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Football and the EU referendum – are we scoring an own goal if we leave?

Phillip Smith, Health and Wellbeing Lead for Leyton Orient Trust discusses what effect on the footballing world the in/out vote could have…

On the 23rd June the UK will decide whether to leave or remain in the EU and this vote could make waves across the footballing world. This may not be one of the most important topics coming out of the referendum but it very interesting to explore the possible effects. The footballing world spans far and wide and so I’ve decided to look into a few key areas that could be affected positively or negatively if we leave the EU.

How would it affect the players? – There are currently 332 EU national footballers playing in the top two English and Scottish professional leagues, undoubtedly the biggest effect on the beautiful game could be felt here as all of these 332 players would come under close scrutiny. At present, players with an EU passport are currently free to play in the UK. Those without must meet Home Office criteria with the most important being they are established internationals for their country. Analysis of the premier league shows that 100 premier league players would be affected based on the 2015-16 season squads with only 23 of the 180 current non British EU players playing in the championship being eligible to get work permits. This is the same situation for 63 non-British players in league one and 46 in league two. Leaving the EU could mean that these players would need to leave however realistically due to the legality and issues this will raise with clubs and player assets, it is more likely that if we left the EU, the government would revisit the criteria. In leaving it would actually give us the freedom to set up our own rules for players both inside and outside of the EU to join clubs allowing EU players to remain as well as clubs being able to tap into more African, South American and Asian talent too, something we cannot currently do due to EU regulations – a very interesting prospect but one that could further raise the argument in whether we give enough British talent the opportunity to break through. The final say on all work permit decisions and structure would be with the UK government and it is worth also noting that two other countries are currently not in the EU but are still able to deal in the EU transfer market – Norway and Switzerland.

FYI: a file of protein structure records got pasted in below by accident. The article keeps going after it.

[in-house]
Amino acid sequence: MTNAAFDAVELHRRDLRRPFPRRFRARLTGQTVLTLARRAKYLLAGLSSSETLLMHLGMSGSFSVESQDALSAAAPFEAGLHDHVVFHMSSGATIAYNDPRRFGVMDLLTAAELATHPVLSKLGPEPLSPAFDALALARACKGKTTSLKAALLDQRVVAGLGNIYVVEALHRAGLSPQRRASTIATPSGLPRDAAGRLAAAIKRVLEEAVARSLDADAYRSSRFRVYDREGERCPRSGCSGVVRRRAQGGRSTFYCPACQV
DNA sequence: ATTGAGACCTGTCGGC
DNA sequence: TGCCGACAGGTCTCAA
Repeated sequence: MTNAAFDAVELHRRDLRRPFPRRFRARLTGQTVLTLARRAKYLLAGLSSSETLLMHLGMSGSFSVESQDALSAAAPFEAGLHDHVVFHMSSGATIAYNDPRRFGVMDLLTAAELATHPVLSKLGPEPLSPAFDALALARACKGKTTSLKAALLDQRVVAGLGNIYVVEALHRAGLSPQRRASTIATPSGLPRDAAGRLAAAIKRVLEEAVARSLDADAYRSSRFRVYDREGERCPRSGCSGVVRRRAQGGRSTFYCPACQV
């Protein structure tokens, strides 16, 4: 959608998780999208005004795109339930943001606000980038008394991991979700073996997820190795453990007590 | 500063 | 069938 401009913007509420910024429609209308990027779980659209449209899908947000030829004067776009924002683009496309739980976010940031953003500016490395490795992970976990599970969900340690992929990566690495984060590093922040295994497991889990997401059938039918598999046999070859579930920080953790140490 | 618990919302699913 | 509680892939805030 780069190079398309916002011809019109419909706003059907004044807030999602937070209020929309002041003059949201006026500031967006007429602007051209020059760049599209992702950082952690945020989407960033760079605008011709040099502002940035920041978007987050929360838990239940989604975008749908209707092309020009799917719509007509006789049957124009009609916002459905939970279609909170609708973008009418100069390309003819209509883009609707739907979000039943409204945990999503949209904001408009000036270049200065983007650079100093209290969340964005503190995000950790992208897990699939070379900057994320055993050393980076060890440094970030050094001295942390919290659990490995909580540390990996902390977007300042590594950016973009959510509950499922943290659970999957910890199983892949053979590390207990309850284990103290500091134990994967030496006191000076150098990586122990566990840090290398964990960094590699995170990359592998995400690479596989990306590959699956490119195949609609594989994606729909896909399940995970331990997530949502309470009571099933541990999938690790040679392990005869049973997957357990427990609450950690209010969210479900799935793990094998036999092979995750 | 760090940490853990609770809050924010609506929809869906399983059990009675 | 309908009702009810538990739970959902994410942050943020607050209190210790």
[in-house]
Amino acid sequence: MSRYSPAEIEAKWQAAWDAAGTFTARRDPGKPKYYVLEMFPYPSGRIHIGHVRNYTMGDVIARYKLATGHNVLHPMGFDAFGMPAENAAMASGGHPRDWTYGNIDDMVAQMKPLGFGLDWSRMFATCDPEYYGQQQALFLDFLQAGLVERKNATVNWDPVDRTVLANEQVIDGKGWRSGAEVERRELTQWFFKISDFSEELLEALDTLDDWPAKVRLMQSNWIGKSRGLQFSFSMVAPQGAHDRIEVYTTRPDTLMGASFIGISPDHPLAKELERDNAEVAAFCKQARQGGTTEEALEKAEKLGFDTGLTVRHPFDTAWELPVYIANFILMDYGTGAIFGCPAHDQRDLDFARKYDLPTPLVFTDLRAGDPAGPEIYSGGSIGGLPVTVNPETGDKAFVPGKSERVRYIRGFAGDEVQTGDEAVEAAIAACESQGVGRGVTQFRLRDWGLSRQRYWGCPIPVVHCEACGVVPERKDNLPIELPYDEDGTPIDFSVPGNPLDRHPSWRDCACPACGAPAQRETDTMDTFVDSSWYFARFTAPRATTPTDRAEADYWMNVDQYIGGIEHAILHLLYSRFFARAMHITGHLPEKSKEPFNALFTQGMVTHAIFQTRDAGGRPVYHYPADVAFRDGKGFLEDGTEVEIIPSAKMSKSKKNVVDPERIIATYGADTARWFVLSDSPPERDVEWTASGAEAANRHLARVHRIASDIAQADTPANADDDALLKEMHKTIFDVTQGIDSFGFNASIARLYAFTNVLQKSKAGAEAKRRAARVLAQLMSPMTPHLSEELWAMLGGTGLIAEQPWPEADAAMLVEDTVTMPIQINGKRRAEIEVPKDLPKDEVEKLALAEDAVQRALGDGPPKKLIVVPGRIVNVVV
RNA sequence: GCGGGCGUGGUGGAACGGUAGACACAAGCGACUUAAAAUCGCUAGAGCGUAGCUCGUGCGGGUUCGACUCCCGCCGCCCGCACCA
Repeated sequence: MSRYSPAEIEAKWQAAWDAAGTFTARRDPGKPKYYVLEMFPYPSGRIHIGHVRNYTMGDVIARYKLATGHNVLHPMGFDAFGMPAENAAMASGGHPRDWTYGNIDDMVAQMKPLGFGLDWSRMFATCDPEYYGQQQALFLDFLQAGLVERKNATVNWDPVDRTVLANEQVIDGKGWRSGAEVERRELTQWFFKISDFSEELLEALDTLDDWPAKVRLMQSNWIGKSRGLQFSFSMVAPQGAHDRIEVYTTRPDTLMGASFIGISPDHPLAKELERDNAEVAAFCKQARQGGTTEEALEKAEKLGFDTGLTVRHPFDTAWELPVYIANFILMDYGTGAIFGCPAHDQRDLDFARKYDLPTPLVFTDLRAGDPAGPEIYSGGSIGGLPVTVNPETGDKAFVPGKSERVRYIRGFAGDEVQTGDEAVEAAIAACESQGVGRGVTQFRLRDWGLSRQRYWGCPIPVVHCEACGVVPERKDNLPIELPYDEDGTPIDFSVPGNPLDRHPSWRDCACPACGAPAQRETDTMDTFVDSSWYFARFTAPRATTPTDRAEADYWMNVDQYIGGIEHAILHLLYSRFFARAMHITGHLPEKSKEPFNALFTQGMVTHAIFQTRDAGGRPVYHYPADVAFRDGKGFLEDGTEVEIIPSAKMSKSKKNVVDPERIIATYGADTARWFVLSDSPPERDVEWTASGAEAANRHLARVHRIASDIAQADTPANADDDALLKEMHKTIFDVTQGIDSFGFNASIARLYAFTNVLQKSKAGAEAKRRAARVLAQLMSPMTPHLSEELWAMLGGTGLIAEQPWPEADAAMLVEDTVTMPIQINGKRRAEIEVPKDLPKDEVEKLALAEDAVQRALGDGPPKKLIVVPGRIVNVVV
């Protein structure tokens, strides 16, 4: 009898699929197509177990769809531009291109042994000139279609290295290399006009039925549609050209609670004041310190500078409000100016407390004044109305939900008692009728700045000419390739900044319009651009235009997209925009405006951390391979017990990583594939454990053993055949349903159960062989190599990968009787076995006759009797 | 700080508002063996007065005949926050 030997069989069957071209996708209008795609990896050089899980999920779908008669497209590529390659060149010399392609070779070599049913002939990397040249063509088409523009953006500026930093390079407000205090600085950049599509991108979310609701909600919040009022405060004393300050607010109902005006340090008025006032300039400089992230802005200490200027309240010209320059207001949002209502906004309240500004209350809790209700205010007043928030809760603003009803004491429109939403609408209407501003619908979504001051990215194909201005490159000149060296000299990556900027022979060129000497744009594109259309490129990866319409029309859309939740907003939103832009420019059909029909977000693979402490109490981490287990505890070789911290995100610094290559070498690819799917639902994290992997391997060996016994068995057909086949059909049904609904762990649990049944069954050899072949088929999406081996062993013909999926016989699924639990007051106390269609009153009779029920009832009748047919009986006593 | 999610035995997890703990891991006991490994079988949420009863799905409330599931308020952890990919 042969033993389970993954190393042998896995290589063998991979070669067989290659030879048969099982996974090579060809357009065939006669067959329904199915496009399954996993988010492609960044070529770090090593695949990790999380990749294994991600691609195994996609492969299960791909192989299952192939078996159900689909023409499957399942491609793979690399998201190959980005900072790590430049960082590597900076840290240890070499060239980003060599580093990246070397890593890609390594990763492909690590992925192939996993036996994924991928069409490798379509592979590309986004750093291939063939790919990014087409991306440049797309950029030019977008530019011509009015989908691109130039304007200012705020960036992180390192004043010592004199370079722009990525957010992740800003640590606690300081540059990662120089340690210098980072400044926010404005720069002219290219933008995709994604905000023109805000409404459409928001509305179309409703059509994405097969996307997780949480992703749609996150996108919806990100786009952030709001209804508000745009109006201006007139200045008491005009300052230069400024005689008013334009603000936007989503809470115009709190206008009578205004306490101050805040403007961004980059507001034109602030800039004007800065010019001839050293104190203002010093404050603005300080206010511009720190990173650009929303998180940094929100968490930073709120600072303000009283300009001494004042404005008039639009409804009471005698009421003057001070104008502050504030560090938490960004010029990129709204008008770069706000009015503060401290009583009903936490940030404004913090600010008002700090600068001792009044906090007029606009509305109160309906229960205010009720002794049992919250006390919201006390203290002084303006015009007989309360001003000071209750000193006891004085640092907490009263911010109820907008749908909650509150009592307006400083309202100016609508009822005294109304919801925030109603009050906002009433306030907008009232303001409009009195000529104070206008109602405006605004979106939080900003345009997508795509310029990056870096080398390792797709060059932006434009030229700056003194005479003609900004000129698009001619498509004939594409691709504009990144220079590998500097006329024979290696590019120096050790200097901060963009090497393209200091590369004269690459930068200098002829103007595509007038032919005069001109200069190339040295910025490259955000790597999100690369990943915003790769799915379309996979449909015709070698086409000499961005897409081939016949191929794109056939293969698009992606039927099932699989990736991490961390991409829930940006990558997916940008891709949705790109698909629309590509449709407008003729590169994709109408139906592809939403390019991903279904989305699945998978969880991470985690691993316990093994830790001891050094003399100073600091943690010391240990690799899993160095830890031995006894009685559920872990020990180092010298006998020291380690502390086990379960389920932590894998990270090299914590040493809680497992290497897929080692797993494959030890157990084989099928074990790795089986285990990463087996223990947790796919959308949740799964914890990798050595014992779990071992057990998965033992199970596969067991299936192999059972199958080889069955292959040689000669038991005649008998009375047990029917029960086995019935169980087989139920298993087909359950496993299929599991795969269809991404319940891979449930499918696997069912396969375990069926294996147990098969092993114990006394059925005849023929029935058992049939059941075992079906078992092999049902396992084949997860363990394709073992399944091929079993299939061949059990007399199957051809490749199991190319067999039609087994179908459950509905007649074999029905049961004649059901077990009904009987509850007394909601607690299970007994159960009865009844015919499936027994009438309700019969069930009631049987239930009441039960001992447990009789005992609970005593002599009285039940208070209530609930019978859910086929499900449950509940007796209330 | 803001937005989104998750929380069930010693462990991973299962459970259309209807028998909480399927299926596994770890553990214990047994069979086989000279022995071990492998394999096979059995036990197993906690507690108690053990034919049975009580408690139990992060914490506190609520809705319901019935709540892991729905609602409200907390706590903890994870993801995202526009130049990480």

How would it affect the fans? – There are many things to consider here but these would be mainly at the top of the game, it is likely that travel to European matches for British fans and indeed foreign fans & teams involved in the Champions League or Europa League could have issues with it being made harder and more expensive to travel – as we would technically no longer have ease of passage through EU borders. It is likely that this would not be effective immediately and would take a number of years to process. Once again, a look at Switzerland and Norway notes that it is possible and likely that the EU and UK government would agree some sort of compromise here. There is potential that leaving could impact the finances of some clubs sponsorship with investors from abroad which could have a knock on effect on some clubs, particularly those with foreign owners, it is very hard to predict this though. If this did happen though it would be interesting to see the ramifications it may have on some clubs, no doubt affecting the smaller league 1/league 2 clubs just as much as any larger clubs with the need for investment even more important at the lower levels.

What would be the impact on European Tournaments?
There shouldn’t be any impact here as these are run by FIFA and UEFA. There are a number of other non-EU countries that currently participate in these tournaments (Champions league, Europa league etc)

How could clubs be affected in their communities?
Football trusts, the charity arms of the football club do some amazing work in the communities, from working with health to community cohesion to national citizenship work, the variety of engagement they have is huge. This however does need to be funded and many utilize Erasmus funding to deliver projects. Britain has received over £1.5million in Erasmus funding over the past two years with universities and football clubs community arms in receipt of some of this money and leaving the EU could remove a large funding pot from availability.

As with many things being analyzed in the build up to the EU referendum, it is extremely hard to predict what will happen if we leave the EU. There will be a time of grace and the exit will not be an immediate one. One things for sure though, football is here to stay.

If you are not yet signed up to vote in the EU referendum, you can do here right now.

Phillip Smith

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Written by By Patrick Magill

Project Assistant working alongside Dr Darren Sharpe on a number of youth funded projects that is in conjunction with The University of East London.

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